Saturday, May 3, 2008

The Sami Rohr Prize in Jewish Literature: Reflections on The Man in the White Sharkskin Suit

One of the reasons I have been lax in blogging is that I was in Israel for the awarding of the Sami Rohr Prize in nonfiction. This prize has been established by the Rohr family to honor their father, who incidently escaped from German shortly after Kristalnacht, on his 80th birthday.

The amazing generosity of this family and their desire to further Jewish literature and culture through this generous award [$100,000 to the winner] speaks to their willingness to think "way outside the box."

The award is given to an emerging writer in the field of Jewish literature. I am one of the judges in the non-fiction category. This year's winner was Lucette Lagnado, author of The Man in the White Sharkskin Suit. I was asked to write something about the book for the program. These are my thoughts on this book:
The Man in the White Sharkskin Suit is a stunningly beautiful book. It addresses epic and age old themes: exile, loss, and rootlessness. It is both a tragic family saga and the story of a compelling man, a bon vivant, who managed to mesh his love of sensual pleasures with his deep commitment to Jewish tradition. Above all it is the story of a world and a community that did not die a natural death. It was uprooted and destroyed by those who rejected its love and fealty.

Lucette Lagnado traces the story the twentieth century Cairo Jewish community by telling the story of her father who was the ultimate man about Cairo. He moved as easily in the synagogue as he did in Cairo’s most elaborate and elegant night spots. She is the child born in his later years and the one who becomes the apple of his eye. It is through her eyes that we watch him make his way through the city and establish bonds with both Muslim and expatriates of every variety.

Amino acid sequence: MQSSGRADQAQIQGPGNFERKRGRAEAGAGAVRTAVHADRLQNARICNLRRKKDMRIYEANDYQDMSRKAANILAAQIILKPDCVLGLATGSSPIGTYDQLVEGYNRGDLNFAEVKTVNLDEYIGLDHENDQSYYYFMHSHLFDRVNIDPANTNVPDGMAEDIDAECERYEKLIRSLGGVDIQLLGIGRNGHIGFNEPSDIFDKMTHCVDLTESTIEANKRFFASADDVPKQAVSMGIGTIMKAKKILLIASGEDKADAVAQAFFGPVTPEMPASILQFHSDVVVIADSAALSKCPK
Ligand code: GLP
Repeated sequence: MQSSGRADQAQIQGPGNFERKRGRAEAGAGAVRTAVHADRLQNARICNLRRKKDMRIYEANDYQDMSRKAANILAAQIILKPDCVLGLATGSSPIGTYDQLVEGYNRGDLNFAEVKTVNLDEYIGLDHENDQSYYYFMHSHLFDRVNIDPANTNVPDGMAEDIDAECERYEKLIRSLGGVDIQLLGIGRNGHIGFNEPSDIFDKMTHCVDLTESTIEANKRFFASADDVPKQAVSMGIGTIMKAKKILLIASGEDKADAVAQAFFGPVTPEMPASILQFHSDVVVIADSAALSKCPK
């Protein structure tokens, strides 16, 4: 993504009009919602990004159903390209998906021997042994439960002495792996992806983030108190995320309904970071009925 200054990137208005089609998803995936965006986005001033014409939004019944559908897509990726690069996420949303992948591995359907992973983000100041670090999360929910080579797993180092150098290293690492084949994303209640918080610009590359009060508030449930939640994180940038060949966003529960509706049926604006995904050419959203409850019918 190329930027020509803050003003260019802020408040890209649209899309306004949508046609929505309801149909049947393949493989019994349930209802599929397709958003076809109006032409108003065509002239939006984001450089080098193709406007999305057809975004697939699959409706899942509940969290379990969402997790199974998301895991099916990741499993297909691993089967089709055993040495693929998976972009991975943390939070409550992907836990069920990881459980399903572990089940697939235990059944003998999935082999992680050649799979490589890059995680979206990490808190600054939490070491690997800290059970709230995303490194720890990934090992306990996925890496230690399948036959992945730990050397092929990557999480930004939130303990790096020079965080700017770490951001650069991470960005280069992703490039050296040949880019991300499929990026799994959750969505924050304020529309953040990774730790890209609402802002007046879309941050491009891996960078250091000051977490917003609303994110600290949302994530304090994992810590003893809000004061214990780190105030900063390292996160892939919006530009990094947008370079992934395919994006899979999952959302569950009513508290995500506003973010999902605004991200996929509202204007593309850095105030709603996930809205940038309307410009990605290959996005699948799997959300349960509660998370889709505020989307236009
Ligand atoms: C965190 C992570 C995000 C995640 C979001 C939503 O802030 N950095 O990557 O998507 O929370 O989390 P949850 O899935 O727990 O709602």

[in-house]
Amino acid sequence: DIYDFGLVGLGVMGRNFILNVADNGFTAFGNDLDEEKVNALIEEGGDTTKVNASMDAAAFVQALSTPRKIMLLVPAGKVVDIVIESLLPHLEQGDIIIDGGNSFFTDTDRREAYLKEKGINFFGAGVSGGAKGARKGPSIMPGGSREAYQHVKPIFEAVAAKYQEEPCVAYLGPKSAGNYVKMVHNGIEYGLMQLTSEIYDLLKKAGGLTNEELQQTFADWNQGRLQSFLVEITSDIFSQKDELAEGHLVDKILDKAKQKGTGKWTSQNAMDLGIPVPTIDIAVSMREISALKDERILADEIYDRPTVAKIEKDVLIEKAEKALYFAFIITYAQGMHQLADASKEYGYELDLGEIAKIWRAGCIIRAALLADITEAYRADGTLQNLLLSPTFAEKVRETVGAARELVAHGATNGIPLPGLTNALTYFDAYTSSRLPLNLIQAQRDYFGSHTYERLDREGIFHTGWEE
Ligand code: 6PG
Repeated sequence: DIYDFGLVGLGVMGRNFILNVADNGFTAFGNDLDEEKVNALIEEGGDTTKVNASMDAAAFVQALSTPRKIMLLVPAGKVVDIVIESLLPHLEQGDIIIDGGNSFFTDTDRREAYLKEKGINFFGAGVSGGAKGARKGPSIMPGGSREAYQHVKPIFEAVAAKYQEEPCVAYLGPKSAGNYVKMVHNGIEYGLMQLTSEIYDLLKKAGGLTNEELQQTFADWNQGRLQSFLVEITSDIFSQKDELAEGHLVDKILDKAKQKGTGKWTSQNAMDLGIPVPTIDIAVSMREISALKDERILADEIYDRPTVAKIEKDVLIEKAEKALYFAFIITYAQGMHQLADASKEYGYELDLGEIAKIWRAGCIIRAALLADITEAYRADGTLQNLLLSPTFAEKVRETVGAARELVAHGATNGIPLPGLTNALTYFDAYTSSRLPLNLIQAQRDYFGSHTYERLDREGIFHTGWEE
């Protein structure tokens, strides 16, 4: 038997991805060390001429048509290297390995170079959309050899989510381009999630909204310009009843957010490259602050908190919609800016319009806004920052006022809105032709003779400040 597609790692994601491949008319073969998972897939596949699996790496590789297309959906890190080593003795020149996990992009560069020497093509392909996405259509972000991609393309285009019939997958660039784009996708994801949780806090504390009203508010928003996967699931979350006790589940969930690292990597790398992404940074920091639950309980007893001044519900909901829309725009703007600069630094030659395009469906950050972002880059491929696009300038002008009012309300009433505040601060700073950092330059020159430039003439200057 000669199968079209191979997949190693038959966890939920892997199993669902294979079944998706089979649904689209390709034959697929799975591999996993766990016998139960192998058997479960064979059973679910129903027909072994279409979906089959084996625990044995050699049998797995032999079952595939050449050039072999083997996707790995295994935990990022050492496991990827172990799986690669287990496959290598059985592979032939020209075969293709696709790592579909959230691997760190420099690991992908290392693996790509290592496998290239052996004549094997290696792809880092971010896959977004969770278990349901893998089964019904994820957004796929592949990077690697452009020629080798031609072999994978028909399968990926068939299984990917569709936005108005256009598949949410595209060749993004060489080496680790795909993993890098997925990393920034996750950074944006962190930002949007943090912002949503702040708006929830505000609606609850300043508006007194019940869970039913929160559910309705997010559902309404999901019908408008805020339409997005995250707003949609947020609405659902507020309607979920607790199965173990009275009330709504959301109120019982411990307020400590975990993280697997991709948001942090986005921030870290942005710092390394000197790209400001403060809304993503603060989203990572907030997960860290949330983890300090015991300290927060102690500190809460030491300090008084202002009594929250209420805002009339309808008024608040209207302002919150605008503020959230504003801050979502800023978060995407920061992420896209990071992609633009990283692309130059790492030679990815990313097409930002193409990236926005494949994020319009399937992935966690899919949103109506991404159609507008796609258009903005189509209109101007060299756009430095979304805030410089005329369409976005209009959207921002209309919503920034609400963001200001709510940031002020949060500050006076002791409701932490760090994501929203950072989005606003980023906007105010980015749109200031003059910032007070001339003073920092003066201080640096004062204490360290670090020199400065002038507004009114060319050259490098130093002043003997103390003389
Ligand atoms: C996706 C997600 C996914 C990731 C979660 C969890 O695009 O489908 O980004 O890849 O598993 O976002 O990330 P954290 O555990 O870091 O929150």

The Rohr prize judges were swept away by the beauty of the book. It was not, however, only the graceful and luscious prose of Lagnado’s “stunning” [New York Times] memoir which caught our attention.

Starting in the late 1940s and continuing until the 1960s Jewish communities which had lived in relative harmony with their Muslim neighbors were decimated. It was a wholesale destruction, one that was designed to humiliate Jews who had loved their homelands with a deep seated passion. The Egyptians stripped Lagnado’s family of virtually all their possessions prior to their departure. In a final act of degradation, they forcibly removed her mother’s wedding band from her finger as the family boarded the boat. Despite this humiliation as the ship sailed away her father cried out: “Ragaouna Masr,” Take us back to Cairo.

What was this love affair? Who were these Jewish communities? What was the culture they so adored? Jewish tradition and culture is rooted in its history. Lagnado has a painted a brilliant portrait of a world that will never be again. In describing a small piece of that history she has given a great gift to those who were part of that world and to their descendants. She has also given a gift – possibly even greater -- to those who never knew that world.

Ultimately, however, this book transcends ethnic, national, and religious divides. Any reader whose family has ever known exile and immigration will be touched by this book. It will help them understand the sacrifices that have been made on their behalf. And those readers whose families have not been forcibly uprooted will understand how blessed they are.

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